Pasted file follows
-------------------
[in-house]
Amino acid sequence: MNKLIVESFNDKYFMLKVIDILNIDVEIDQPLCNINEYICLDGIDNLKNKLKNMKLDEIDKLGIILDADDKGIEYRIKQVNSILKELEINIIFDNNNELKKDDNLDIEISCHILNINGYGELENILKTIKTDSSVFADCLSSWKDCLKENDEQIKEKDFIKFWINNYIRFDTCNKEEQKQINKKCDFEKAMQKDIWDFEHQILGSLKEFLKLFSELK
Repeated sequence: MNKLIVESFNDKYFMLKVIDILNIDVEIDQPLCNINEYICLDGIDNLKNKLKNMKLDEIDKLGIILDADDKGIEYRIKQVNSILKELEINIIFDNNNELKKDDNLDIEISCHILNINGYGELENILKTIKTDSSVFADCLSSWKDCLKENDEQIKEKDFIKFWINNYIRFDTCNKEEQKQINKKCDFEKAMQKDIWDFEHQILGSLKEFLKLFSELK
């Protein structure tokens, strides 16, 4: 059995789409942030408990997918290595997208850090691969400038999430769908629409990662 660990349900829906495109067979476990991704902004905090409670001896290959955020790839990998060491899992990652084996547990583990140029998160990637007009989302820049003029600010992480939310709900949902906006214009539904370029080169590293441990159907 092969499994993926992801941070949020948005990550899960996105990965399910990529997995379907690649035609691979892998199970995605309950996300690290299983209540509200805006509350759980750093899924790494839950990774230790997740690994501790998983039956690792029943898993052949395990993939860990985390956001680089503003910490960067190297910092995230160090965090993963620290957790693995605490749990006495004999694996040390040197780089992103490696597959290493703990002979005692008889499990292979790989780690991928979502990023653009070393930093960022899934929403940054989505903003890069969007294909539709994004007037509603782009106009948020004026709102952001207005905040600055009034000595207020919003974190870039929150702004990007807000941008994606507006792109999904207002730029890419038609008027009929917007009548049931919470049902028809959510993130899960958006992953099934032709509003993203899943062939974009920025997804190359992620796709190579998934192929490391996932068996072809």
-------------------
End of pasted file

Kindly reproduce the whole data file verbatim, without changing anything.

[in-house]
Amino acid sequence: MNKLIVESFNDKYFMLKVIDILNIDVEIDQPLCNINEYICLDGIDNLKNKLKNMKLDEIDKLGIILDADDKGIEYRIKQVNSILKELEINIIFDNNNELKKDDNLDIEISCHILNINGYGELENILKTIKTDSSVFADCLSSWKDCLKENDEQIKEKDFIKFWINNYIRFDTCNKEEQKQINKKCDFEKAMQKDIWDFEHQILGSLKEFLKLFSELK
Repeated sequence: MNKLIVESFNDKYFMLKVIDILNIDVEIDQPLCNINEYICLDGIDNLKNKLKNMKLDEIDKLGIILDADDKGIEYRIKQVNSILKELEINIIFDNNNELKKDDNLDIEISCHILNINGYGELENILKTIKTDSSVFADCLSSWKDCLKENDEQIKEKDFIKFWINNYIRFDTCNKEEQKQINKKCDFEKAMQKDIWDFEHQILGSLKEFLKLFSELK
């Protein structure tokens, strides 16, 4: 059995789409942030408990997918290595997208850090691969400038999430769908629409990662 660990349900829906495109067979476990991704902004905090409670001896290959955020790839990998060491899992990652084996547990583990140029998160990637007009989302820049003029600010992480939310709900949902906006214009539904370029080169590293441990159907 092969499994993926992801941070949020948005990550899960996105990965399910990529997995379907690649035609691979892998199970995605309950996300690290299983209540509200805006509350759980750093899924790494839950990774230790997740690994501790998983039956690792029943898993052949395990993939860990985390956001680089503003910490960067190297910092995230160090965090993963620290957790693995605490749990006495004999694996040390040197780089992103490696597959290493703990002979005692008889499990292979790989780690991928979502990023653009070393930093960022899934929403940054989505903003890069969007294909539709994004007037509603782009106009948020004026709102952001207005905040600055009034000595207020919003974190870039929150702004990007807000941008994606507006792109999904207002730029890419038609008027009929917007009548049931919470049902028809959510993130899960958006992953099934032709509003993203899943062939974009920025997804190359992620796709190579998934192929490391996932068996072809």